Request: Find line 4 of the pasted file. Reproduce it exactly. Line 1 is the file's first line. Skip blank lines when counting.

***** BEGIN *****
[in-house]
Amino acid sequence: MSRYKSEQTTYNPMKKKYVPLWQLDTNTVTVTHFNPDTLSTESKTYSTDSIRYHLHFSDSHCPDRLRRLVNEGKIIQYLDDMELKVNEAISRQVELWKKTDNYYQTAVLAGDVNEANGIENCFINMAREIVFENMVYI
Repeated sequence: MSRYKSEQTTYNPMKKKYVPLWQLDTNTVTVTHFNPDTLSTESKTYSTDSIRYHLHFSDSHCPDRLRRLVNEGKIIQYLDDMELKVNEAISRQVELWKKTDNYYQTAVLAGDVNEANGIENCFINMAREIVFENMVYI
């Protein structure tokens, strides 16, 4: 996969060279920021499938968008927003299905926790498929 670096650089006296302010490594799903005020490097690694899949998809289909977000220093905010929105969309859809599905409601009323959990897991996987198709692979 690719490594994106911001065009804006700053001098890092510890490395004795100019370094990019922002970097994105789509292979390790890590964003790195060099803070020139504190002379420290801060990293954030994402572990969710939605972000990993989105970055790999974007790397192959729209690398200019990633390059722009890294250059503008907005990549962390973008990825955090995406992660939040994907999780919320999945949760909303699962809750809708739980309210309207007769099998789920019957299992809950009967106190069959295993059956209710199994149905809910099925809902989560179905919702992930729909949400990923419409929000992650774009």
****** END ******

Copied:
């Protein structure tokens, strides 16, 4: 996969060279920021499938968008927003299905926790498929 670096650089006296302010490594799903005020490097690694899949998809289909977000220093905010929105969309859809599905409601009323959990897991996987198709692979 690719490594994106911001065009804006700053001098890092510890490395004795100019370094990019922002970097994105789509292979390790890590964003790195060099803070020139504190002379420290801060990293954030994402572990969710939605972000990993989105970055790999974007790397192959729209690398200019990633390059722009890294250059503008907005990549962390973008990825955090995406992660939040994907999780919320999945949760909303699962809750809708739980309210309207007769099998789920019957299992809950009967106190069959295993059956209710199994149905809910099925809902989560179905919702992930729909949400990923419409929000992650774009």